I don't know if every kid goes through this phase, but mine is in love with chairs right now.
I didn't want to spend a bunch of money on something she will probably grow out of pretty quickly, so using scrap wood I had lying around and only a few tools I came up with this simple wooden chair.
Teachers! Did you use this instructable in your classroom?
Add a Teacher Note to share how you incorporated it into your lesson.
Step 1: Supplies
The only tools I used for this were a tape measure,
a table saw,
a staple gun.
The only materials I used were scrap wood,
If you live near a lumber mill that is a great place to get scrap wood if you don't already have some. And as for the polyurethane, I use Minwax because it's cheap but still good quality, though you can use whatever you want.
Step 2: Plan Your Cuts
Since it's for a toddler this chair isn't going to take much wood, and it doesn't need nearly as much bracing as a chair for an adult would need. These two facts make this a good project to get started with basic woodworking.
Your measurements may vary based on the exact size you want the chair to be, so you can use mine and alter them as needed.
The overall height is 2' with the armrest at 18" and the seat 1' high (I did this so that she could sit comfortably at our coffee table, but for a regular chair it's a little high and I would recommend lowering it by about 3 or 4" on the legs). The back and seat are both 1' squares. The legs, supports and armrests are all 3 1/2" wide and all of the wood is 1/2" thick.
Step 3: Make the Cuts
I started by cutting straight edges on everything since scrap from a lumber yard isn't always quite straight. At this time I also cut everything to 3 1/2" width that needed to be. After that I cut two pieces to 2' for the back of the chair, two pieces to 18" for the front legs/bottom of armrests, and six pieces to 1' for the armrests and supports. I also cut the remaining lumber into 1' lengths for the slats of the back and seat.
Step 4: Put It Together
The next step is to start putting it together. First attach the supports to the legs; be careful that everything is lined up because if not it will be lopsided and wobbly. Make sure the top of each support is exactly 1' from the bottom of each leg.
When all four supports are firmly attached with at least three staples each you can add the seat slats, but first inspect it to be sure everything is properly lined up because it's going to get harder to fix after this point. When you are satisfied that everything is lined up, put the seat slats in place and measure for the notches you will need to cut out to go around the armrests; since the slats are not a uniform width (unless you want them to be; I chose to leave them random for a more rustic look) your measurements will differ from mine. When everything looks good, attach the seat slats.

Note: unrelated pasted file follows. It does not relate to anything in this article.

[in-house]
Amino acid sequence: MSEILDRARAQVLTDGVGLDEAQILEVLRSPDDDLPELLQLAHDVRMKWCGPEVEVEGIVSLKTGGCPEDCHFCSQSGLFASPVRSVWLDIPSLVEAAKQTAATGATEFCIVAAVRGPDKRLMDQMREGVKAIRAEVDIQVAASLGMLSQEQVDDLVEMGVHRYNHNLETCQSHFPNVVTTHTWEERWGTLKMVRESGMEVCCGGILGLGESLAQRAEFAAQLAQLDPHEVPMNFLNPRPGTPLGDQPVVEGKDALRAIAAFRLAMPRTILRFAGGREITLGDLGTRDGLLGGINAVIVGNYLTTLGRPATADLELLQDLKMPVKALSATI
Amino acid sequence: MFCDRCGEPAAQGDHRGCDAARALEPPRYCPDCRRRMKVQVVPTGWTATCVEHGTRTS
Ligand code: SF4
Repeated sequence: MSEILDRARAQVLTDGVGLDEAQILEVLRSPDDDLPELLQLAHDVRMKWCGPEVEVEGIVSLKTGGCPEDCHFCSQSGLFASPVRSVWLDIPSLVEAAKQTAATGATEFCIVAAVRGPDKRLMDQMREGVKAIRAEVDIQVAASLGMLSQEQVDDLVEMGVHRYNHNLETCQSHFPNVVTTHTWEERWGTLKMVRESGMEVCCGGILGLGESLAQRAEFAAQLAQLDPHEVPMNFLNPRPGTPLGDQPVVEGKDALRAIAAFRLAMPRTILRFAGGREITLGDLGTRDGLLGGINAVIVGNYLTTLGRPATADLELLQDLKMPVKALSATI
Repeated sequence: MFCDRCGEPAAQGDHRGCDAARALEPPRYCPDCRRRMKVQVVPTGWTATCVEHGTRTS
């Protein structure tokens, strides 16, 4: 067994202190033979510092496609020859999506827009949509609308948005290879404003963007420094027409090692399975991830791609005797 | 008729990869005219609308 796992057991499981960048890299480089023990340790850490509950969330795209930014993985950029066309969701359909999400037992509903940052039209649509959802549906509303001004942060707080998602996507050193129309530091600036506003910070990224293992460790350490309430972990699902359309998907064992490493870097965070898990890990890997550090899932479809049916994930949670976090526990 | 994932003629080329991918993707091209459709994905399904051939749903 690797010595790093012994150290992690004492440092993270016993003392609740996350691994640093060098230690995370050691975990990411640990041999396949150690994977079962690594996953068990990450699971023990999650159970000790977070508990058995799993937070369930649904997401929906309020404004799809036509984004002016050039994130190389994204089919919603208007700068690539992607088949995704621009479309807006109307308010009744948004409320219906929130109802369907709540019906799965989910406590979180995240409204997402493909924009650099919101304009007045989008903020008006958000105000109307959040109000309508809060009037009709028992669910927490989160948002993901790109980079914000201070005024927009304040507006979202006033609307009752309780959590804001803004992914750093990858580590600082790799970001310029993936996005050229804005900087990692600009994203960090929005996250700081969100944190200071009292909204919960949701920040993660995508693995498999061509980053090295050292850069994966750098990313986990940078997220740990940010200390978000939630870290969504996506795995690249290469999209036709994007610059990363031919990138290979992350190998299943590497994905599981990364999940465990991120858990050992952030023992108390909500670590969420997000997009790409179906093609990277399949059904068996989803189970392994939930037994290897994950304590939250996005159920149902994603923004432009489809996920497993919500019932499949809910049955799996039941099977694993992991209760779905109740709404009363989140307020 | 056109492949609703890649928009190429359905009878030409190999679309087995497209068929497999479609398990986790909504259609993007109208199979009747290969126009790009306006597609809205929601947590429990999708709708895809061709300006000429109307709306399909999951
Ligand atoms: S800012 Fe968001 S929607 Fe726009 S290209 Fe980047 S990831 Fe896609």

Now set the armrests in place. You can attach them as is or you can cut notches in them so that they line up with the back. How big the notches are will depend on how wide you want the spacing between the armrests to be. I chose to space them 8" apart, which means the notches I cut in them were 2" wide by 1/2" deep.
Once the armrests are in place you can add the back slats. Put them in place and measure for the notches just like with the seat slats, the difference here thought will be that the slats go the other direction and the notch you cut out may need to be C shaped instead of L shaped.
All of these cuts can be made using just a plain table saw or even a skill saw if you have a steady hand, the C shaped cut is done by making several cuts very close together until all the wood is removed from the space you want to cut (see the second to last picture in this step)
If you have staples (or nails) long enough, you may want to attach the back slats before adding the armrests so that you don't have to cut notches, but I did not have any long enough to go through both the back and the slat into the armrest and this is a good way around that problem.
Step 5: Finish It Up
Now that all the pieces are firmly attached, all that's left is to sand and stain, seal, or paint.
If the wood you are working with is particularly rough then you should sand or even scrape it before stapling/nailing it together as well as after. The lumber I had was fairly smooth so all I had to do was sand the edges and a couple rough spots before I was ready to seal it.
Normally I would have stained it to match the rest of the furniture but this wood had such interesting grain and color patterns I decided to just seal it with polyurethane which makes the existing colors more vibration and protects it from spills. It also gives it a smoother texture than just raw wood while still looking rustic.
Be sure to follow the instructions and allow it to dry fully in between coats. How many coats you do and what product you use is up to you, depending on what look you're going for.
And that's it; I know there are much nicer looking chairs out there but this one is sturdy and easy to make for those of us just starting out in the world of woodworking. Thanks for reading!